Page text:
Challenger was back in space on Aug. 30, 1983, after it lifted off at 2:32 a.m. EDT, following a 17-minute delay due to bad weather. It was the first night launch in the Space Shuttle program. A night launch required for tracking requirements for the primary payload, the Indian National Satellite, INSAT 1B, a multipurpose satellite owned by India that was deployed successfully on the second day of the flight.
STS-8 also conducted the first night landing in the program at 12:40 a.m. PDT, Sept. 5, 1983, on Runway 22 at Edwards AFB. The mission lasted 6 days, 1 hour, 8 minutes, 43 seconds. Challenger had traveled 2.2 million miles and orbited the Earth 97 times. It was back at KSC in the record-breaking time of 4 days after its California landing.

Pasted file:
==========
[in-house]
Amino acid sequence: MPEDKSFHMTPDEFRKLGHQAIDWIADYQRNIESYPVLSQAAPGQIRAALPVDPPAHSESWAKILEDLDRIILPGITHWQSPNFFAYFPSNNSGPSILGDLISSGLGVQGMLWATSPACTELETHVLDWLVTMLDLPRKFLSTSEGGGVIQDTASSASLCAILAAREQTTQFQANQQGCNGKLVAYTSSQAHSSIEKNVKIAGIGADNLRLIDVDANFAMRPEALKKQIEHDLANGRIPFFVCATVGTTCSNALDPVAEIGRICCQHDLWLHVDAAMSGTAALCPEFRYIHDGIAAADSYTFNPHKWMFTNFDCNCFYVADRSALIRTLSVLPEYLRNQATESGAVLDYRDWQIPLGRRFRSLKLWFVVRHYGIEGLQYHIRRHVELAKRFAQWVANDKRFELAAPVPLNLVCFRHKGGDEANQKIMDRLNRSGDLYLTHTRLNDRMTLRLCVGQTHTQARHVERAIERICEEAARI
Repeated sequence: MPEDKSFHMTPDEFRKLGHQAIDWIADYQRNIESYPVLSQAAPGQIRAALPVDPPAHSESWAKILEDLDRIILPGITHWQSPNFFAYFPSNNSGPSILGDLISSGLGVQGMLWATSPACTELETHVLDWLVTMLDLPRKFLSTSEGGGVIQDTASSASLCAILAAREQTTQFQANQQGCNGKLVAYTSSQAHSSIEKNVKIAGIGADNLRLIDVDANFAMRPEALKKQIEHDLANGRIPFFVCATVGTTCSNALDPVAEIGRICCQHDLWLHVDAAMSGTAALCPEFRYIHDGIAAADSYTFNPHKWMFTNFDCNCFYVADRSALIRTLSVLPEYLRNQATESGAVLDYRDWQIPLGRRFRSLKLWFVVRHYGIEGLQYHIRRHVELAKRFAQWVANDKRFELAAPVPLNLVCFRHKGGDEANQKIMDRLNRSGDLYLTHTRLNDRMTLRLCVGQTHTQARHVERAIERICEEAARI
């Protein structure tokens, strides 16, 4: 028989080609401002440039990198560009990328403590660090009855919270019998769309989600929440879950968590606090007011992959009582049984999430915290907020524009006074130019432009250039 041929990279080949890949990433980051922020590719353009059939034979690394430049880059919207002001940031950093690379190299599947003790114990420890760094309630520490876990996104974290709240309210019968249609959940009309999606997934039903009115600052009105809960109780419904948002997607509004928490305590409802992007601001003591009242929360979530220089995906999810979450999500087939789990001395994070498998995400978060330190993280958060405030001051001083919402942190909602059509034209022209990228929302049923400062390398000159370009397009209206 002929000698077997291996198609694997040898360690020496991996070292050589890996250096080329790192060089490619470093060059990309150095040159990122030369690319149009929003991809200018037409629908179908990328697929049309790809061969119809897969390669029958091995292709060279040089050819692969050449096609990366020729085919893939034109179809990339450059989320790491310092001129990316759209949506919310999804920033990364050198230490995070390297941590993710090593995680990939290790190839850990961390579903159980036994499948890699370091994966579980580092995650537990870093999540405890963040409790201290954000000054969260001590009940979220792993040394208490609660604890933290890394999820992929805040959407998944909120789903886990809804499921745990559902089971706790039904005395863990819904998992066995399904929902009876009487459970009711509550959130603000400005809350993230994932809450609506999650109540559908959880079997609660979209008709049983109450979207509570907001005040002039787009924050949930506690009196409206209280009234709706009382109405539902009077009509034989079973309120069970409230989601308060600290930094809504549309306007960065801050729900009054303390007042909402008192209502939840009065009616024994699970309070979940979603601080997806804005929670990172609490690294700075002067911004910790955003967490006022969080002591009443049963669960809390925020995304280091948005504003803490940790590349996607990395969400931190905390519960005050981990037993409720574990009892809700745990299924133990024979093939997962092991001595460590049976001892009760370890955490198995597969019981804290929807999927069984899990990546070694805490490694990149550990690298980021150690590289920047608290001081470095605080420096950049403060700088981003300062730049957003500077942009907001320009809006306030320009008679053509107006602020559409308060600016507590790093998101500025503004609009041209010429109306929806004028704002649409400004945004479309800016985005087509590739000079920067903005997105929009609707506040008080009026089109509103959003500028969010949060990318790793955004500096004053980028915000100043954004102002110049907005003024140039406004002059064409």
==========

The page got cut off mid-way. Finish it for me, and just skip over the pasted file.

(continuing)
The 5-member crew, included the first black American to fly in space, mission specialist Guion S. Bluford Jr. The commander was Richard H. Truly, making his second Shuttle flight; Daniel C. Brandenstein, was the pilot, while Bluford, Dale A. Gardner and William Thornton served as mission specialists.
The night launch of Challenger heading toward its third earth-orbital mission is featured in the official insignia for STS-8. The eighth flight of the United States Space Transportation System is represented by eight stars of the constellation Aquila, "The Eagle," The Astronauts have their sumames on the border of the insignia.